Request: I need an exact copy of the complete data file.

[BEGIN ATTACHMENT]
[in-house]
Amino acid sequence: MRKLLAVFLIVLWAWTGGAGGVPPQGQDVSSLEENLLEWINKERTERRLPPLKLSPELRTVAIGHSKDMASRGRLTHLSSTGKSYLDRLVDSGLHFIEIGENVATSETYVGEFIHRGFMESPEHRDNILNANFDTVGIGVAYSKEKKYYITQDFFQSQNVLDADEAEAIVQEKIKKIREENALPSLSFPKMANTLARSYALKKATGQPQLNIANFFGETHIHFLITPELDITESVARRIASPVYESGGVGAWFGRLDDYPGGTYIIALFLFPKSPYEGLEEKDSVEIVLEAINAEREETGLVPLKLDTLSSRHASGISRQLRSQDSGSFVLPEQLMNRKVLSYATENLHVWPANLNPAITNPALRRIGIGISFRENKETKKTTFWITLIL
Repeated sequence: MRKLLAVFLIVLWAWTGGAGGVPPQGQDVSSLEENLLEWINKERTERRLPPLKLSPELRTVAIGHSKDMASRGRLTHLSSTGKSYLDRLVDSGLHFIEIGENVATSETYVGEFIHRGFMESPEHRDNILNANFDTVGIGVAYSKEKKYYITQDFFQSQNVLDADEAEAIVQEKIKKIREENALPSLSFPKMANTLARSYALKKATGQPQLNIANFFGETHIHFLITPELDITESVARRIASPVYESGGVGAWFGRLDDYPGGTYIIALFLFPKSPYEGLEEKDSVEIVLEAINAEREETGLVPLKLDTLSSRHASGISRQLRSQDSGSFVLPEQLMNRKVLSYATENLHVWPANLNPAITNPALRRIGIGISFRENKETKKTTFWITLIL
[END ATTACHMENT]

[in-house]
Amino acid sequence: MRKLLAVFLIVLWAWTGGAGGVPPQGQDVSSLEENLLEWINKERTERRLPPLKLSPELRTVAIGHSKDMASRGRLTHLSSTGKSYLDRLVDSGLHFIEIGENVATSETYVGEFIHRGFMESPEHRDNILNANFDTVGIGVAYSKEKKYYITQDFFQSQNVLDADEAEAIVQEKIKKIREENALPSLSFPKMANTLARSYALKKATGQPQLNIANFFGETHIHFLITPELDITESVARRIASPVYESGGVGAWFGRLDDYPGGTYIIALFLFPKSPYEGLEEKDSVEIVLEAINAEREETGLVPLKLDTLSSRHASGISRQLRSQDSGSFVLPEQLMNRKVLSYATENLHVWPANLNPAITNPALRRIGIGISFRENKETKKTTFWITLIL
Repeated sequence: MRKLLAVFLIVLWAWTGGAGGVPPQGQDVSSLEENLLEWINKERTERRLPPLKLSPELRTVAIGHSKDMASRGRLTHLSSTGKSYLDRLVDSGLHFIEIGENVATSETYVGEFIHRGFMESPEHRDNILNANFDTVGIGVAYSKEKKYYITQDFFQSQNVLDADEAEAIVQEKIKKIREENALPSLSFPKMANTLARSYALKKATGQPQLNIANFFGETHIHFLITPELDITESVARRIASPVYESGGVGAWFGRLDDYPGGTYIIALFLFPKSPYEGLEEKDSVEIVLEAINAEREETGLVPLKLDTLSSRHASGISRQLRSQDSGSFVLPEQLMNRKVLSYATENLHVWPANLNPAITNPALRRIGIGISFRENKETKKTTFWITLIL